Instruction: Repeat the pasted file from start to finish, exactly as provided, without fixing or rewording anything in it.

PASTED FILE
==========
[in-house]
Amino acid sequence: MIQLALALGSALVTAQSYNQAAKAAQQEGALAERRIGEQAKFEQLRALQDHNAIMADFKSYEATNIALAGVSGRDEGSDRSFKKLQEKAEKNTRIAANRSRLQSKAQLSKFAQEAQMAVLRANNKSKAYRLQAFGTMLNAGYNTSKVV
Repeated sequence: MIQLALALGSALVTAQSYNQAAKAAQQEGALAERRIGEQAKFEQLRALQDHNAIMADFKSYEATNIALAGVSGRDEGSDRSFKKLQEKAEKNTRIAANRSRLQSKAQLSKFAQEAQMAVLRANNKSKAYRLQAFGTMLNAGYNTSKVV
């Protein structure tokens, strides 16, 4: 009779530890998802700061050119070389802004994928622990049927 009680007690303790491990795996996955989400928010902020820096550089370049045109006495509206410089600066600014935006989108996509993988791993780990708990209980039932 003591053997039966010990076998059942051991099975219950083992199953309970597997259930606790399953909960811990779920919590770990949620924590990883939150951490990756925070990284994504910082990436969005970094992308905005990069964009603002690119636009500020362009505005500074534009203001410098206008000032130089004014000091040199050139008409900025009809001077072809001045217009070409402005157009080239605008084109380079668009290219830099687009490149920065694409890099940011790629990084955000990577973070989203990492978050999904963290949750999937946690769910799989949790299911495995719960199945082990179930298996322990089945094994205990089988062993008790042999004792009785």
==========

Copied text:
[in-house]
Amino acid sequence: MIQLALALGSALVTAQSYNQAAKAAQQEGALAERRIGEQAKFEQLRALQDHNAIMADFKSYEATNIALAGVSGRDEGSDRSFKKLQEKAEKNTRIAANRSRLQSKAQLSKFAQEAQMAVLRANNKSKAYRLQAFGTMLNAGYNTSKVV
Repeated sequence: MIQLALALGSALVTAQSYNQAAKAAQQEGALAERRIGEQAKFEQLRALQDHNAIMADFKSYEATNIALAGVSGRDEGSDRSFKKLQEKAEKNTRIAANRSRLQSKAQLSKFAQEAQMAVLRANNKSKAYRLQAFGTMLNAGYNTSKVV
């Protein structure tokens, strides 16, 4: 009779530890998802700061050119070389802004994928622990049927 009680007690303790491990795996996955989400928010902020820096550089370049045109006495509206410089600066600014935006989108996509993988791993780990708990209980039932 003591053997039966010990076998059942051991099975219950083992199953309970597997259930606790399953909960811990779920919590770990949620924590990883939150951490990756925070990284994504910082990436969005970094992308905005990069964009603002690119636009500020362009505005500074534009203001410098206008000032130089004014000091040199050139008409900025009809001077072809001045217009070409402005157009080239605008084109380079668009290219830099687009490149920065694409890099940011790629990084955000990577973070989203990492978050999904963290949750999937946690769910799989949790299911495995719960199945082990179930298996322990089945094994205990089988062993008790042999004792009785």